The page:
It would depend massively on the size of the asteroid, it's composition and how far out it was detected.
For the true planet killers it is extremely likely that the asteroid would be detected years in advance. Asteroids "planet killer" like Apophis are simply too big (Apophis is over 300m) to be missed. This gives us a significant advantage as it both gives us time to put together a mission and vastly reduces the amount by which the asteroid has to be re-directed. In this circumstances there are three main solutions:
Gravitational tractor - the good
Fly a spacecraft next to the asteroid, stop it stationary to the asteroid (using it's thrusters to maintain distance) and allow the gravitational attraction between the asteroid and the spacecraft to act as a tow rope, towing the asteroid along. This has the advantages of having very little which can go wrong and creating no orbital debris. However, the forces involved are simply too small to redirect a "planet killer" size asteroid in a reasonable timeframe
Nuke thruster - the cool
Fly a spacecraft packed with a (for a this kind of asteroid, really really big) nuke next to one side of the asteroid and blow it up. The energy released by the nuke will vaporise one side of the asteroid creating thrust. If a planet killer was discovered today this would probably be our best bet, as (thanks to the cold war) we have the technology to make some extremely powerful nukes as well as the rockets to get them there. This does, however, have some major downsides. While there is no threat of nukes going off in the event of a launch failure (setting off a nuclear bomb is an extremely precise process - the US has accidentally set fire to them and dropped them out of aeroplanes on multiple occasions and they have never gone off) it would scatter a lot of highly radioactive material. Additionally, it is likely that this would create a vast amount of orbital debris.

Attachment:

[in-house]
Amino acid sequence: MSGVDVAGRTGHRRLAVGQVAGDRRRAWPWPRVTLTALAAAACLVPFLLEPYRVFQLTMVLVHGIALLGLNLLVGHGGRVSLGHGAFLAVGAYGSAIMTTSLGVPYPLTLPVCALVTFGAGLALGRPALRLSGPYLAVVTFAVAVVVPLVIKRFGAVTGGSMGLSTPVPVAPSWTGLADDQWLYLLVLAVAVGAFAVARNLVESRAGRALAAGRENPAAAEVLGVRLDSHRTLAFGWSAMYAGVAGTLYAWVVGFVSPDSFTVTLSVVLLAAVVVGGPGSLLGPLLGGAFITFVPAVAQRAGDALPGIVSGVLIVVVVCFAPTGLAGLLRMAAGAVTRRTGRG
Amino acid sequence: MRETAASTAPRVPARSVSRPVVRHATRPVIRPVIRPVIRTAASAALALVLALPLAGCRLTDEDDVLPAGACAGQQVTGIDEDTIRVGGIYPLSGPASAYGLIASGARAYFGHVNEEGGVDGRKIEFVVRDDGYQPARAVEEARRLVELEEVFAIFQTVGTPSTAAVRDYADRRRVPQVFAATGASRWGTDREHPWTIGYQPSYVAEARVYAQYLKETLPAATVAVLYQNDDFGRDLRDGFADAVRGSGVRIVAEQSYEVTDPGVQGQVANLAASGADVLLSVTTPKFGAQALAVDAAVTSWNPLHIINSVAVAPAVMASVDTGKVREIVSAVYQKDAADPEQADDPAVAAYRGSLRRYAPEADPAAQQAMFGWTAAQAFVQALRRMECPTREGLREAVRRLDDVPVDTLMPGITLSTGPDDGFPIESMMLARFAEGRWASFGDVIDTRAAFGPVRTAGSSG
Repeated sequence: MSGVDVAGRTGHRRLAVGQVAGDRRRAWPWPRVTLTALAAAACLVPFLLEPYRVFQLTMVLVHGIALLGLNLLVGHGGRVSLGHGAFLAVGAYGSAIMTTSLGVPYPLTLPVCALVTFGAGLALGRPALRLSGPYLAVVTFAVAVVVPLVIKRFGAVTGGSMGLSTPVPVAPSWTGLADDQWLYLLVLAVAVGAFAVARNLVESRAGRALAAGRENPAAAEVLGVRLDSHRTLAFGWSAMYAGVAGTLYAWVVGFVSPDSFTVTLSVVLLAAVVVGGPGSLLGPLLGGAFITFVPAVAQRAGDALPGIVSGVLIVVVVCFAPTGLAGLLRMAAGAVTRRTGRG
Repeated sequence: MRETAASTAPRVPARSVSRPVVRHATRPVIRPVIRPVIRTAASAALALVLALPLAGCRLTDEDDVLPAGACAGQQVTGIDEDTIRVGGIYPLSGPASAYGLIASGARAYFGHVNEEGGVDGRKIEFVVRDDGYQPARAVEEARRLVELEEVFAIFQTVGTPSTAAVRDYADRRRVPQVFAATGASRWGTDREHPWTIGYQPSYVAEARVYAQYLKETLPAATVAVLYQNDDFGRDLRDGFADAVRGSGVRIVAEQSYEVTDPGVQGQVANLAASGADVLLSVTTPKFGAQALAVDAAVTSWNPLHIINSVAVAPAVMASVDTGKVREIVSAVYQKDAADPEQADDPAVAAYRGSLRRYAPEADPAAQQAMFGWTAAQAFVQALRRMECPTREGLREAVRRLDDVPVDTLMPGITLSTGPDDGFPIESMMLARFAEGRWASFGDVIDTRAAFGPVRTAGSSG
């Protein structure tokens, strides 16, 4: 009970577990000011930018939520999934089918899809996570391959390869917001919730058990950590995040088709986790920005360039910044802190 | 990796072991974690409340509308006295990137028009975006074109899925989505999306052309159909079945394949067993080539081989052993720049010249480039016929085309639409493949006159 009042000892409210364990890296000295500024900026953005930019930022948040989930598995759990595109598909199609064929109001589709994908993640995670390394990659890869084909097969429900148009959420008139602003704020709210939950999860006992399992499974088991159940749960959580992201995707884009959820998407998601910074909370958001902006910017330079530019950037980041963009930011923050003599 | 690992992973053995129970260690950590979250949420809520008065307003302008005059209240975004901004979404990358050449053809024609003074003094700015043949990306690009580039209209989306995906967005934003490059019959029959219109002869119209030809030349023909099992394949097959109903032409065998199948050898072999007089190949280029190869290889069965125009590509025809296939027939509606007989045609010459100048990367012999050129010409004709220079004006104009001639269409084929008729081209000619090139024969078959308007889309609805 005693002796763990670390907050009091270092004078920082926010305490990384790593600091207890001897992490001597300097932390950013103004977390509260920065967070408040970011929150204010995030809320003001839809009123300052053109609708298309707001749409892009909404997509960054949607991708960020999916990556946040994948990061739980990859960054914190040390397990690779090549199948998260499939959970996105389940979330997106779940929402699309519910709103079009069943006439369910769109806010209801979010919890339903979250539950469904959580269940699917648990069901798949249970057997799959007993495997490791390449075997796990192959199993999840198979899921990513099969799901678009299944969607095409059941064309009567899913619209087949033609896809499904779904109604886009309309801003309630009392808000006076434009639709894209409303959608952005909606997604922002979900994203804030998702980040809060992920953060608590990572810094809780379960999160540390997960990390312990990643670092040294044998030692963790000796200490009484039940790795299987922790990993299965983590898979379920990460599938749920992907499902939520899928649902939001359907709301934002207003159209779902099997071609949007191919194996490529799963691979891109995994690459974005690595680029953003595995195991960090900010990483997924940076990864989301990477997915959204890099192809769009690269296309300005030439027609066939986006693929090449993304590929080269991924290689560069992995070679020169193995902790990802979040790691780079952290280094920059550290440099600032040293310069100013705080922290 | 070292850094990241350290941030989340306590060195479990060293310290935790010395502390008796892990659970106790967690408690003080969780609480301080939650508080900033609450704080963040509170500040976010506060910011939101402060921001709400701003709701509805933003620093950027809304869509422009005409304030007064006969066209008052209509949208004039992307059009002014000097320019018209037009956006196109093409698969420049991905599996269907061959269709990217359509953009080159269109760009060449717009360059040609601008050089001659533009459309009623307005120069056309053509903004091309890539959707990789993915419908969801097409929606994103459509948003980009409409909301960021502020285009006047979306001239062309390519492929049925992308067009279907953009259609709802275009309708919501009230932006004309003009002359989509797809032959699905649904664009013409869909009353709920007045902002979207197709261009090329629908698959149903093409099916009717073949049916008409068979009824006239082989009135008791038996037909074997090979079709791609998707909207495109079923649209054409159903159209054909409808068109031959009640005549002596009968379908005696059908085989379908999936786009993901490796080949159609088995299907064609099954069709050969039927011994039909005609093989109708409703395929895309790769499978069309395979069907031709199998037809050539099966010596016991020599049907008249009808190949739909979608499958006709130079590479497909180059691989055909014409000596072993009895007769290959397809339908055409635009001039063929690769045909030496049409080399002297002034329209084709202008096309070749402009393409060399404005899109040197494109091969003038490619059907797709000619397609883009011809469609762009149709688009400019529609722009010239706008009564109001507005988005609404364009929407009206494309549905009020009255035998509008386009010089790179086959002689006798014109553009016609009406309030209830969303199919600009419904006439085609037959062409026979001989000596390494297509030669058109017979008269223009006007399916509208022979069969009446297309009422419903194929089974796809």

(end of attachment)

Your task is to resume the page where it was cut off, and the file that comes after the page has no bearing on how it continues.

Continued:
Our current system - ATLAS https://atlas.fallingstar.com/home.php - gives one day's warning for a 30 kiloton asteroid, a week for a 5 megaton and three weeks for a 100-megaton. For context the Chelyabinsk meteor had a mass of about 12000 tons (note at 11km/s - escape velocity and therefore the lowest velocity at which an asteroid can hit Earth - each ton of matter has about the same energy as 15 tons of TNT). Depending on the accuracy with which the asteroid's trajectory can be calculated this warning it may allow the impact area to be evacuated (though considering that even a 5 megaton asteroid "only" has a TNT equivalent of about 3 Tsar Bomba's there are still a lot of places on earth where this could hit and do almost no damage). Therefore while this class certainly isn't good news their yields are low enough and the warning time long enough that they don't pose an existential threat.
However, the 100kt+ range is the real worry, with our current detection capabilities we'd need something ready to go - which we don't have. And their yield (equivalent to hundreds of Tsar Bomba's) is sufficient to obliterate the area for hundreds of kilometres and cause something similar to a nuclear winter.
Before someone inevitably suggest ICBM's, no they wouldn't work - while they look good on paper. They lack the delta V to intercept an asteroid at sufficient distance to redirect it, they also lack the yield to vaporise all but the smallest asteroids (it is also doubtful they they would have the yield for either). To destroy a large asteroid after a late detection would require an extremely large rocket carrying an extremely large nuke and guided very precisely to it's target.